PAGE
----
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China's emissions cut target injects momentum into Copenhagen climate summit: UNDP

BEIJING (Xinhua) - A high-ranking United Nations official on Saturday said China's decision to dramatically cut its carbon emissions would inject a momentum in leading up to the upcoming Copenhagen climate summit.

"That is a very important and ambitious target... The announcement injects a momentum in leading up to the Copenhagen summit," United Nations Development Programme (UNDP) Administrator Helen Clark said before ending her three-day China visit.

Clark made the comments on China's pledge to cut carbon dioxide emissions per unit of gross domestic product by 40 to 45 percent by 2020 compared with levels in 2005.

Clark said China was determined to meet the target and would look for support and ideas in meeting those targets.

"We stand ready to mobilize expertise and support which will help china with that," Clark said.

Together with the country's emissions cut goal, "Premier Wen Jiabao and his substantial delegation also add momentum to the summit," Clark said.

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However, she downplayed the outcome of the Copenhagen summit, which will run from Dec. 7 to Dec. 18, saying major countries' "aspiration is a political document" rather than a legally binding treaty.

"It may be difficult to reach a high quality, new climate agreement in Copenhagen," Clark said. "But such a deal is urgently needed."

Clark dismissed the speculation that China's new carbon cut goal would slow down its economic growth.

"I think China has calculated correctly that going green is entirely consistent with lifting living standards and developing economically," she said.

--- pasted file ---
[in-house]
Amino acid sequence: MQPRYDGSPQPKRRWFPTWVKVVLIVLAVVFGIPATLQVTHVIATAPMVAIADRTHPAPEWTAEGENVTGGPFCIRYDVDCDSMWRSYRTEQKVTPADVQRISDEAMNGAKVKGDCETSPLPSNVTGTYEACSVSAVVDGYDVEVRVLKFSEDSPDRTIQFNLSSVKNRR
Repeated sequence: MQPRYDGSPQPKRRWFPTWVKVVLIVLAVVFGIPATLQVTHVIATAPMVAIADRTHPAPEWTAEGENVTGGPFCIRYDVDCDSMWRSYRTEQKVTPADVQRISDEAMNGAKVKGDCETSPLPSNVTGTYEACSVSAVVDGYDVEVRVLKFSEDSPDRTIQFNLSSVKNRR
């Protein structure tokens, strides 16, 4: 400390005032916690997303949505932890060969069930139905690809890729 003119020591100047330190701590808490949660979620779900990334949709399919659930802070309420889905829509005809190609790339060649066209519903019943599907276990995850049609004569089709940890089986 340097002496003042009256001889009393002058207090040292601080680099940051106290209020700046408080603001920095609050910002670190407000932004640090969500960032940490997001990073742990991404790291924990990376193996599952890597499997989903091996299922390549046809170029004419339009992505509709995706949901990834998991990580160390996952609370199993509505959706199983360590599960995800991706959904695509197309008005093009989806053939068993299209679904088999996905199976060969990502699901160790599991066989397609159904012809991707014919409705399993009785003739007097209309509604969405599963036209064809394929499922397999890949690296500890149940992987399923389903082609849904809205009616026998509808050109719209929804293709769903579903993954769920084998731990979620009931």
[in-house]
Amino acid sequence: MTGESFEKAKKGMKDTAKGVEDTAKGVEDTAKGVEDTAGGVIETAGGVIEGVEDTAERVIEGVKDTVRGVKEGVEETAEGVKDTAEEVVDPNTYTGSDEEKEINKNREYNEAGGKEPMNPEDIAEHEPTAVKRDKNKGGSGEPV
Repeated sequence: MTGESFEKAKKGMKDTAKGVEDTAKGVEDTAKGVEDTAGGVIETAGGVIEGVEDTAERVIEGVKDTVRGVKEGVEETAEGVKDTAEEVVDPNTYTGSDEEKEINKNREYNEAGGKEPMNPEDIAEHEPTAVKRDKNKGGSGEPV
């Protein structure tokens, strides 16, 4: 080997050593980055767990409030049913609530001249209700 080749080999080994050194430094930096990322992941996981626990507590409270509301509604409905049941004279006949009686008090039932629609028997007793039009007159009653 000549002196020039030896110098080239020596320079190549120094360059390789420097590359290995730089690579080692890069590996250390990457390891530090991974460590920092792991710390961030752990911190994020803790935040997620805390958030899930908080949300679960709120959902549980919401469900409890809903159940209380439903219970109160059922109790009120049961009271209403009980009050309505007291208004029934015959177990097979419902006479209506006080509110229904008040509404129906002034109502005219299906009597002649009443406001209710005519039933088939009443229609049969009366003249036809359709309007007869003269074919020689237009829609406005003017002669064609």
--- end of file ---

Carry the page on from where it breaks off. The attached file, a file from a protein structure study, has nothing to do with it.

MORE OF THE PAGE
"If you don't go green, the chance of seeking a sustainable development in the future will be diminished," Clark said.

The message registered here, Clark emphasized, was that there would be considerable economic and business opportunities in going green.

In 2030, it is estimated that 350 million more people will live in Chinese cities as compared to 2005, according to a UNDP report.

"Accommodating them presents a unique opportunity to build green, urban communities from the start," Clark said.

As the world's third biggest economy and the biggest developing country, China is pursuing the policy of "seeking a balance between economic growth and environmental protection, which is an important international message," the UNDP chief said.

As one of China's first development partners after the reform and opening-up drive was launched in 1978, UNDP is now assisting China as it seeks to use more renewable energy.

"This is an area where China can be a world leader, exporting knowledge and technology, and demonstrating that economic growth is fully compatible with protecting our planet," Clark said.

"It is important to integrate climate and broader environmental considerations into our development thinking and planning," she said.

 

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